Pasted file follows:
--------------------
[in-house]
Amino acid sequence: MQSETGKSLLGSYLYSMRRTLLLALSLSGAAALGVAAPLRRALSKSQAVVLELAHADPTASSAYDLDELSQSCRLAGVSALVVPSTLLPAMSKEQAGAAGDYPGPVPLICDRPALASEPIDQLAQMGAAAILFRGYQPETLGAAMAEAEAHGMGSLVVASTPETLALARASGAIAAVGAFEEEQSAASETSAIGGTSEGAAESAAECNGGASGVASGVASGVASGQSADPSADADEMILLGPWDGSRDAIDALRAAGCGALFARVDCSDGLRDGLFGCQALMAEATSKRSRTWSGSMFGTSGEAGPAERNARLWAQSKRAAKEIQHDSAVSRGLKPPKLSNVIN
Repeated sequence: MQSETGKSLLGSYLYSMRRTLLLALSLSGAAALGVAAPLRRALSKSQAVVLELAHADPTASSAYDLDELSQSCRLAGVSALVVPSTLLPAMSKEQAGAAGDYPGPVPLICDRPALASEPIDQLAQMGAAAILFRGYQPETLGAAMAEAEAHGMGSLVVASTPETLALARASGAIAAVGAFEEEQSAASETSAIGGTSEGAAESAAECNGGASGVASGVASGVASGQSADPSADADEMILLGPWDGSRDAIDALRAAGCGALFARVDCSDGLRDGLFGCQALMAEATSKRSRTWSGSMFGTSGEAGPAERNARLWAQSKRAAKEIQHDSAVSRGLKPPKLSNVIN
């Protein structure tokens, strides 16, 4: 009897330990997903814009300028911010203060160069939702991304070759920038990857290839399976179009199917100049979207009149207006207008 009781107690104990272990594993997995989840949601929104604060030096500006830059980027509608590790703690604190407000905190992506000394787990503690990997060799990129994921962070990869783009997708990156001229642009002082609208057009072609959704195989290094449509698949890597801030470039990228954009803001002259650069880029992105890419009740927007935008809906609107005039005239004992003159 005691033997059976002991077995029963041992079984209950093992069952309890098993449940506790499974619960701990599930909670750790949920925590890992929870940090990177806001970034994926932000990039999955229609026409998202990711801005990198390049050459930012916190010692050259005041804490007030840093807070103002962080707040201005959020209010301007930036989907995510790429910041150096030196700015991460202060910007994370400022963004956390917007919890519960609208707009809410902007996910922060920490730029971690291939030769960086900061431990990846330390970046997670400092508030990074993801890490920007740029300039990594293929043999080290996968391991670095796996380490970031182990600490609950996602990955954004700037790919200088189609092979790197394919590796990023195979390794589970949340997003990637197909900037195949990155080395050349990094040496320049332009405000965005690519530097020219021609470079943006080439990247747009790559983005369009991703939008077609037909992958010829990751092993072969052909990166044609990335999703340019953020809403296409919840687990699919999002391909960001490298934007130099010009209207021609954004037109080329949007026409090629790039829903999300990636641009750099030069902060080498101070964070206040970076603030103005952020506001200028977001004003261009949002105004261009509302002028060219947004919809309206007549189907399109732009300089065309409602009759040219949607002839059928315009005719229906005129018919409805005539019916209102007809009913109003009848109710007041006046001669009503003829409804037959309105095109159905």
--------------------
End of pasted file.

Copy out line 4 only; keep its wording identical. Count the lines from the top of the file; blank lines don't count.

């Protein structure tokens, strides 16, 4: 009897330990997903814009300028911010203060160069939702991304070759920038990857290839399976179009199917100049979207009149207006207008 009781107690104990272990594993997995989840949601929104604060030096500006830059980027509608590790703690604190407000905190992506000394787990503690990997060799990129994921962070990869783009997708990156001229642009002082609208057009072609959704195989290094449509698949890597801030470039990228954009803001002259650069880029992105890419009740927007935008809906609107005039005239004992003159 005691033997059976002991077995029963041992079984209950093992069952309890098993449940506790499974619960701990599930909670750790949920925590890992929870940090990177806001970034994926932000990039999955229609026409998202990711801005990198390049050459930012916190010692050259005041804490007030840093807070103002962080707040201005959020209010301007930036989907995510790429910041150096030196700015991460202060910007994370400022963004956390917007919890519960609208707009809410902007996910922060920490730029971690291939030769960086900061431990990846330390970046997670400092508030990074993801890490920007740029300039990594293929043999080290996968391991670095796996380490970031182990600490609950996602990955954004700037790919200088189609092979790197394919590796990023195979390794589970949340997003990637197909900037195949990155080395050349990094040496320049332009405000965005690519530097020219021609470079943006080439990247747009790559983005369009991703939008077609037909992958010829990751092993072969052909990166044609990335999703340019953020809403296409919840687990699919999002391909960001490298934007130099010009209207021609954004037109080329949007026409090629790039829903999300990636641009750099030069902060080498101070964070206040970076603030103005952020506001200028977001004003261009949002105004261009509302002028060219947004919809309206007549189907399109732009300089065309409602009759040219949607002839059928315009005719229906005129018919409805005539019916209102007809009913109003009848109710007041006046001669009503003829409804037959309105095109159905």